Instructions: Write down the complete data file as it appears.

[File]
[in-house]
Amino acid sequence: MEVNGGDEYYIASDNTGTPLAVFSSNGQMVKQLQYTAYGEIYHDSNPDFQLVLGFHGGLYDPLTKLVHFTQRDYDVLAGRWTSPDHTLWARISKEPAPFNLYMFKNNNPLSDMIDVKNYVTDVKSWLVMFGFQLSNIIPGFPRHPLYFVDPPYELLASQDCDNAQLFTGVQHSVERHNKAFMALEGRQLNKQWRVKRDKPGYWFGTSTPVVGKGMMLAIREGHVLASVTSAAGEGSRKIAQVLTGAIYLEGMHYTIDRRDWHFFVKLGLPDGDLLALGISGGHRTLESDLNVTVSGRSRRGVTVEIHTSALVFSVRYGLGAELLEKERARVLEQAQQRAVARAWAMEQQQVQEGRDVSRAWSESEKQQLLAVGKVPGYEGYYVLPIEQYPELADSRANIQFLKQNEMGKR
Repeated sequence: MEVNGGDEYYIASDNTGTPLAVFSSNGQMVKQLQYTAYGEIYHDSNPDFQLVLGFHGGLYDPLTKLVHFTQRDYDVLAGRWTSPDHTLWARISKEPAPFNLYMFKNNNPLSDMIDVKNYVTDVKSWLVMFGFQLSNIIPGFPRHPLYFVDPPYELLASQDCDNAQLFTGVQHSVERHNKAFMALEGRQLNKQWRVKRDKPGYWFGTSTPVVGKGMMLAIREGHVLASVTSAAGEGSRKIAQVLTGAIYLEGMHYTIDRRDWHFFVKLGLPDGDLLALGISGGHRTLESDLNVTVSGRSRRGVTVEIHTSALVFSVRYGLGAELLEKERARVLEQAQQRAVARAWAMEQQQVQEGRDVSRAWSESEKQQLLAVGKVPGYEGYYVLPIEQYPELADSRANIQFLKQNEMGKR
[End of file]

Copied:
[in-house]
Amino acid sequence: MEVNGGDEYYIASDNTGTPLAVFSSNGQMVKQLQYTAYGEIYHDSNPDFQLVLGFHGGLYDPLTKLVHFTQRDYDVLAGRWTSPDHTLWARISKEPAPFNLYMFKNNNPLSDMIDVKNYVTDVKSWLVMFGFQLSNIIPGFPRHPLYFVDPPYELLASQDCDNAQLFTGVQHSVERHNKAFMALEGRQLNKQWRVKRDKPGYWFGTSTPVVGKGMMLAIREGHVLASVTSAAGEGSRKIAQVLTGAIYLEGMHYTIDRRDWHFFVKLGLPDGDLLALGISGGHRTLESDLNVTVSGRSRRGVTVEIHTSALVFSVRYGLGAELLEKERARVLEQAQQRAVARAWAMEQQQVQEGRDVSRAWSESEKQQLLAVGKVPGYEGYYVLPIEQYPELADSRANIQFLKQNEMGKR
Repeated sequence: MEVNGGDEYYIASDNTGTPLAVFSSNGQMVKQLQYTAYGEIYHDSNPDFQLVLGFHGGLYDPLTKLVHFTQRDYDVLAGRWTSPDHTLWARISKEPAPFNLYMFKNNNPLSDMIDVKNYVTDVKSWLVMFGFQLSNIIPGFPRHPLYFVDPPYELLASQDCDNAQLFTGVQHSVERHNKAFMALEGRQLNKQWRVKRDKPGYWFGTSTPVVGKGMMLAIREGHVLASVTSAAGEGSRKIAQVLTGAIYLEGMHYTIDRRDWHFFVKLGLPDGDLLALGISGGHRTLESDLNVTVSGRSRRGVTVEIHTSALVFSVRYGLGAELLEKERARVLEQAQQRAVARAWAMEQQQVQEGRDVSRAWSESEKQQLLAVGKVPGYEGYYVLPIEQYPELADSRANIQFLKQNEMGKR